PS 8-92 - Ant community responses to land use change: An investigation of Australian Eucalypt forests

Monday, August 8, 2011
Exhibit Hall 3, Austin Convention Center
Jeffrey L. McClenahan, Kendi F. Davies, Brett A. Melbourne, Kika Tarsi, Andrew Hicks and Robert H. Wilson, Department of Ecology and Evolutionary Biology, University of Colorado at Boulder, Boulder, CO

The diversity, abundance, and functional roles of ants are crucial to native ecosystems. They serve as ecosystem engineers by providing services such as soil turnover, litter decomposition, and seed dispersal. Habitat fragmentation and loss can have deleterious effects on ant communities and may interrupt the availability of certain ecosystem functions. Therefore, understanding how ant species and communities respond to processes associated with habitat fragmentation and loss is important to understanding the impacts of human induced habitat alteration.

This study seeks to broaden the understanding of the impacts of human activities on ecosystems. This will be accomplished by investigating the response of ants to land use change in native Australian eucalypt forests. The questions of primary interest are: 1) Do remnant native forest patches contain different ant communities than continuous native forest? 2) Do ant communities found in patch interiors differ from those found at patch edges? 3) Which ant species reside in the intervening matrix? 4) What metapopulation/metacommunity theories best describe observed patterns?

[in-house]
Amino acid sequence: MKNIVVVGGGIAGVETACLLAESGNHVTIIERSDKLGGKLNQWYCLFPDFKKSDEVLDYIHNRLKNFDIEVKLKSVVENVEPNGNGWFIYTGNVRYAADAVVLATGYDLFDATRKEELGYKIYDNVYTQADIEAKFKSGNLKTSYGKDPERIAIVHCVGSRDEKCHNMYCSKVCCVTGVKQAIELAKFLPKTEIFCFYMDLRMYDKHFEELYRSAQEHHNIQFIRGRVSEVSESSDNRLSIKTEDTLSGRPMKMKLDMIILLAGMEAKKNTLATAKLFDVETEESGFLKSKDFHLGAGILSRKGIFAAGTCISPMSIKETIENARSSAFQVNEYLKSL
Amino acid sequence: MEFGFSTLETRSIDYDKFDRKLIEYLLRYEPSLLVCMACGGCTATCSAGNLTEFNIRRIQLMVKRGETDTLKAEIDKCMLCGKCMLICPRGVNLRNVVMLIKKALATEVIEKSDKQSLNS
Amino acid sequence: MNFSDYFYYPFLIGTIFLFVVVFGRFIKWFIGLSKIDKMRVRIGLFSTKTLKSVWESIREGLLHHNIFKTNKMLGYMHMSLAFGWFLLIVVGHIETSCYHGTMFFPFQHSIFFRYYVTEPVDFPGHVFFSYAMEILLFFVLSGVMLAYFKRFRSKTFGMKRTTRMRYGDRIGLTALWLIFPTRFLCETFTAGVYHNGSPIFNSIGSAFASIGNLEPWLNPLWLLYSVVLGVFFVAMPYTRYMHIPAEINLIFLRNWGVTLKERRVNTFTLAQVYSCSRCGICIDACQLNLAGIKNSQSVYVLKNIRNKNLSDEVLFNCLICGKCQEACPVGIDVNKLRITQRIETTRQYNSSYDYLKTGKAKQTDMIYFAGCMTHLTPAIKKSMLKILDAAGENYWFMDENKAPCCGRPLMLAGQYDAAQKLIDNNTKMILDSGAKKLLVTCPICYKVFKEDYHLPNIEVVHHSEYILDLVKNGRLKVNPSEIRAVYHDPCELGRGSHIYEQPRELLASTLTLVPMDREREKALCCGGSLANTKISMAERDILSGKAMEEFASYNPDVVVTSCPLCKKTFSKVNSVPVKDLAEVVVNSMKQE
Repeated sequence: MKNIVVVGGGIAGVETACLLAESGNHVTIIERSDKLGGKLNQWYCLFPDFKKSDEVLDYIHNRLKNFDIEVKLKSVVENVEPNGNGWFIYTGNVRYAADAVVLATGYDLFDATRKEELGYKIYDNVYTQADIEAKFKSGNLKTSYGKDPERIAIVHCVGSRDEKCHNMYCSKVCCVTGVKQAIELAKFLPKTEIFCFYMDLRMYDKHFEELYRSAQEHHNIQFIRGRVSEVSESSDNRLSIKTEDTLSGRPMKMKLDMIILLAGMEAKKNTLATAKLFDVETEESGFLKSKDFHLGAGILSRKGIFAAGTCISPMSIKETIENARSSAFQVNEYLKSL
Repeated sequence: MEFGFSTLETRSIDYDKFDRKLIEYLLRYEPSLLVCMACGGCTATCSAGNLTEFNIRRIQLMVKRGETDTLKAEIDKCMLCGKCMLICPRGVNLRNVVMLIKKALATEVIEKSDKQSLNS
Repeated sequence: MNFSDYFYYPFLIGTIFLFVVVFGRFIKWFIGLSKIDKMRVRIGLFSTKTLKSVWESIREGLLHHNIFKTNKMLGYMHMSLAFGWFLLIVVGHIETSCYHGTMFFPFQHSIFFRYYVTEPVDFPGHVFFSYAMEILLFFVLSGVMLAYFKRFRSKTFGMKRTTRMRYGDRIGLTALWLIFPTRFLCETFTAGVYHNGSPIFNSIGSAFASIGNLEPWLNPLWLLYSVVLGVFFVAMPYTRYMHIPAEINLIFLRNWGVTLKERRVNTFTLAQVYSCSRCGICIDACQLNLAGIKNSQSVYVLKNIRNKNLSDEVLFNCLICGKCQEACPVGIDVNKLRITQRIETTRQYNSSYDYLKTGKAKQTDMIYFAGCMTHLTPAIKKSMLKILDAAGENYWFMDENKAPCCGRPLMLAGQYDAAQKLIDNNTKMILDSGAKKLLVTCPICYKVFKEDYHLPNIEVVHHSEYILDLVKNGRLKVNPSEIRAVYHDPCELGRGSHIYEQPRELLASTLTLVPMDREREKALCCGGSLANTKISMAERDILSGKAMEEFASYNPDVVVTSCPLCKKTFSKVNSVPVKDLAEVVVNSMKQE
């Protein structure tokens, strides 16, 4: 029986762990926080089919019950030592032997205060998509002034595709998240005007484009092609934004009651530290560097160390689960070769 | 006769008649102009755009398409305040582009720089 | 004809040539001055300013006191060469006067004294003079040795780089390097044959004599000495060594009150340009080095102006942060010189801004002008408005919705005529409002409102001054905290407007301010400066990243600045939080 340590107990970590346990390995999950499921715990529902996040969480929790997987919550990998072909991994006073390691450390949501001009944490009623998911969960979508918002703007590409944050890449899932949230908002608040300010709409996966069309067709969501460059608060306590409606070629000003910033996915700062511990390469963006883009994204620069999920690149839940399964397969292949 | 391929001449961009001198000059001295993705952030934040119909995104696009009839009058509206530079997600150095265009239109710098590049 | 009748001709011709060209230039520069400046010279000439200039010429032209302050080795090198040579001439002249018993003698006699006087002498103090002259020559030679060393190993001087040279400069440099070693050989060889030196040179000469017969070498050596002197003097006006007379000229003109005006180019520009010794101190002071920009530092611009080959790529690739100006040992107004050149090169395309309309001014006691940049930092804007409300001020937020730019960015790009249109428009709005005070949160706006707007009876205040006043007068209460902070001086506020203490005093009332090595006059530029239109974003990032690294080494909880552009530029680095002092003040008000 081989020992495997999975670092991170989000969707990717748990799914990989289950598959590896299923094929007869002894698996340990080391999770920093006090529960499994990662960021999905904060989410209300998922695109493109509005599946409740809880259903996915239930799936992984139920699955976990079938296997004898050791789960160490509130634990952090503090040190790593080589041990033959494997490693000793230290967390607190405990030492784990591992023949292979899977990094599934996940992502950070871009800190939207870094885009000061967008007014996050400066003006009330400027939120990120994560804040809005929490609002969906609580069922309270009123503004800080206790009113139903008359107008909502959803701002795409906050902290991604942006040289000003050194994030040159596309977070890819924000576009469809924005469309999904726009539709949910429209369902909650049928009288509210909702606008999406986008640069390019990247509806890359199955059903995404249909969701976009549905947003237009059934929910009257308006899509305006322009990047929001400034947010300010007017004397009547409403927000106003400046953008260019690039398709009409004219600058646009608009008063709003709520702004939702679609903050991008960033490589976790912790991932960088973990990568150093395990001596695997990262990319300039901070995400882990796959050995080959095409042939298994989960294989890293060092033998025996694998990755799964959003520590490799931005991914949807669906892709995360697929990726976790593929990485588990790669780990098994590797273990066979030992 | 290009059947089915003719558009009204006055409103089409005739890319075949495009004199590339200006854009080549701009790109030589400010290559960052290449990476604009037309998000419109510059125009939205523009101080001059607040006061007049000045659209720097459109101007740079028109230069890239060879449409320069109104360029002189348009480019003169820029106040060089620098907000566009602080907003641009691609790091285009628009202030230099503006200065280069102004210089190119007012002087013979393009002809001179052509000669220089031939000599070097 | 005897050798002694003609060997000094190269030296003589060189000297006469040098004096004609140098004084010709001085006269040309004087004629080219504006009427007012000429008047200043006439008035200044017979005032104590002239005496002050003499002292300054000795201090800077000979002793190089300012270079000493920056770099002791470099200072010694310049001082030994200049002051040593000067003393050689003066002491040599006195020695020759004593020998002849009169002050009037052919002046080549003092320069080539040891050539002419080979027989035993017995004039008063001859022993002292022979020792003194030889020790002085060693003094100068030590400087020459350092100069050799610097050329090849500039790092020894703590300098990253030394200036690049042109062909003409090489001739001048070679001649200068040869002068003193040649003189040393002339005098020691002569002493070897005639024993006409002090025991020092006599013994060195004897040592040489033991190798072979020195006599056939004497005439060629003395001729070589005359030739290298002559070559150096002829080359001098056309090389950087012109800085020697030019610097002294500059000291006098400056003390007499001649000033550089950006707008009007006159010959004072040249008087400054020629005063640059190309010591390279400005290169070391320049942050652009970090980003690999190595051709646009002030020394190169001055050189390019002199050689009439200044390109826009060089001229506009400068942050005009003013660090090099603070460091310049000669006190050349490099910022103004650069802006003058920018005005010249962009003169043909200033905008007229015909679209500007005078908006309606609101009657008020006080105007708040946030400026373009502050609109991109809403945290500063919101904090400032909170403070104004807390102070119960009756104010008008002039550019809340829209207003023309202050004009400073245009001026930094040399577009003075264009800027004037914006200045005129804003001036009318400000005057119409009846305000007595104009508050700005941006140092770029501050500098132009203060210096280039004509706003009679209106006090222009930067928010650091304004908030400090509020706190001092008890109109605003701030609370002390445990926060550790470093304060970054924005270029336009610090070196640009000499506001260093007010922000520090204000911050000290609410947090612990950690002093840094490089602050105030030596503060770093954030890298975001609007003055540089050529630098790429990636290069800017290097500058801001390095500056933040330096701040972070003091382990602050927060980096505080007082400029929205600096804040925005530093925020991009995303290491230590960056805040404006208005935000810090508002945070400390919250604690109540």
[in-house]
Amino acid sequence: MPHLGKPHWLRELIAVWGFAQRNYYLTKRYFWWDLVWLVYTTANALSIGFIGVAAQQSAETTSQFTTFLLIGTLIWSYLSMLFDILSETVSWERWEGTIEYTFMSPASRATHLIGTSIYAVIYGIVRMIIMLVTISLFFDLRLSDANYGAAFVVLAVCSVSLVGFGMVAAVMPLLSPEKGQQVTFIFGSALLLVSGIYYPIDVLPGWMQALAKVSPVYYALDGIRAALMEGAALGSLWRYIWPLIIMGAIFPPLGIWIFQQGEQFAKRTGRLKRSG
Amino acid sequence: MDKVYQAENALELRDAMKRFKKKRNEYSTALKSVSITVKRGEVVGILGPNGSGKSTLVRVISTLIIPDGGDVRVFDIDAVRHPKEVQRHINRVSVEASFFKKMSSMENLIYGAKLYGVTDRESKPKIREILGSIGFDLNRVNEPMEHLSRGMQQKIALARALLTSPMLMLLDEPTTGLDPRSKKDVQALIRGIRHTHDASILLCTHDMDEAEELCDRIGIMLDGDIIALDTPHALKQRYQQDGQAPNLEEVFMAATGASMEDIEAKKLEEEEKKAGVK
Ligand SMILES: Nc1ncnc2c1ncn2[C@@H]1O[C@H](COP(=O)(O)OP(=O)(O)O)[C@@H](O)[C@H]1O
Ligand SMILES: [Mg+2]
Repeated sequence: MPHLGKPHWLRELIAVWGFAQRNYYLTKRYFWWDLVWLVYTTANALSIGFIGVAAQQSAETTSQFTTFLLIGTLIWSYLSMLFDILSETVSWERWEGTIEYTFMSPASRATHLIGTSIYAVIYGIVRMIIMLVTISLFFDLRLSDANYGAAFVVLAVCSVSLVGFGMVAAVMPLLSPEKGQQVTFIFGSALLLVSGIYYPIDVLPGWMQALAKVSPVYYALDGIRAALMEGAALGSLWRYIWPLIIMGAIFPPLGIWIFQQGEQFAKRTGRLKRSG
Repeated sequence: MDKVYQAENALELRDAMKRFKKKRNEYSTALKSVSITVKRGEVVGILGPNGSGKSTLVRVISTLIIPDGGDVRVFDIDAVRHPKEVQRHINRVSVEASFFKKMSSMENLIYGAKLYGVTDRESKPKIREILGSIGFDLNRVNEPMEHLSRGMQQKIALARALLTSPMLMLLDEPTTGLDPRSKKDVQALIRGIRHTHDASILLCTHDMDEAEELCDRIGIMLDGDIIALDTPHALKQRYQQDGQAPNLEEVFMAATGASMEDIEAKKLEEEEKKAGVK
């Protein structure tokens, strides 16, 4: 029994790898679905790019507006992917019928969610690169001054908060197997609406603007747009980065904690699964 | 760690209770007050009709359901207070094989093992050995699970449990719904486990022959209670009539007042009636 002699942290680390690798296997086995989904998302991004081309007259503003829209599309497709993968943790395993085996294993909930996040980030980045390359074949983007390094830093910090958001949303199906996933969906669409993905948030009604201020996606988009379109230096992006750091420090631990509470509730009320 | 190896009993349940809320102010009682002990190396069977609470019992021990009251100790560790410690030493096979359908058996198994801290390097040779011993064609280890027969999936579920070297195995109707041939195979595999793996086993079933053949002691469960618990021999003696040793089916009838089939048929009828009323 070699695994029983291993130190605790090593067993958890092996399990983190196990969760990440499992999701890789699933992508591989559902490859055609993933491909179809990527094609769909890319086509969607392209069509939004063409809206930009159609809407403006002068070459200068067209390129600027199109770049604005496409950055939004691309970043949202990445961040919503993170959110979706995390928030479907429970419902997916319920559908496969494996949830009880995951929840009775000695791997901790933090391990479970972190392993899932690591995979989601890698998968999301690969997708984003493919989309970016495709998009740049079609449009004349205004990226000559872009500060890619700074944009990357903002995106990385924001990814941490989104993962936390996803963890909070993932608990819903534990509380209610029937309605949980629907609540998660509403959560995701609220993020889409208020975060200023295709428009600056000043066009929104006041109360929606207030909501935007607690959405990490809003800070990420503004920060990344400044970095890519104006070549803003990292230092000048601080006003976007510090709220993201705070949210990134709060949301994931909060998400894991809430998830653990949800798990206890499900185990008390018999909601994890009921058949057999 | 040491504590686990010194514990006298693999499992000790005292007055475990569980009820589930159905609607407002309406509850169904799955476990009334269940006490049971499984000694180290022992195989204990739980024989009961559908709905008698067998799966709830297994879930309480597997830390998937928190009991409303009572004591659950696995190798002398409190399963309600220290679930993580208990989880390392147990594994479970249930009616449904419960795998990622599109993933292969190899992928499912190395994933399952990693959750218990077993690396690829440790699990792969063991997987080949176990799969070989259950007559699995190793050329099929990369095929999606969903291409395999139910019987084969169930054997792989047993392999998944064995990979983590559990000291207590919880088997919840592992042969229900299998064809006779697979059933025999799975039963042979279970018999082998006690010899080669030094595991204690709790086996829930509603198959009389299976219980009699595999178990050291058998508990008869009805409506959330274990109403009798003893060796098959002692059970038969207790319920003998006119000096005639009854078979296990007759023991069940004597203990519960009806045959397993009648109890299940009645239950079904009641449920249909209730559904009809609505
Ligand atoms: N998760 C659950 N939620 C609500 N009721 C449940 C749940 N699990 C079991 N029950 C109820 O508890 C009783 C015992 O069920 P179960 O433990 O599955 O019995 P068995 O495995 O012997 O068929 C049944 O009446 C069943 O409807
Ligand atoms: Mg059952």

The Wog Wog long-term habitat fragmentation experiment was established in 1985 when native eucalyptus forest was clear-cut and pine plantations were planted. Within the pine plantation, four replicates of three different sized Eucalyptus patches (0.25 ha, 0.875 ha, 3.062 ha), were maintained and two control replicates were established in adjacent national park. Each patch within a replicate has eight monitoring sites, each with two pitfall traps. The surrounding pine matrix contains an additional 44 monitoring sites bringing the total monitoring site number to 188. The traps are open three times a year, in November, February, and May, for seven consecutive days.


Preliminary assessment of Rhytidoponera sp. indicates this genus has not been affected by fragmentation and habitat loss. Interior/edge spatial analysis of within patch occurrence has not yet been conducted. This genus has been found in every remnant patch and virtually every matrix monitoring site indicating a patchy-population metapopulation scenario. How other ant species at Wog Wog have responded is currently being examined.

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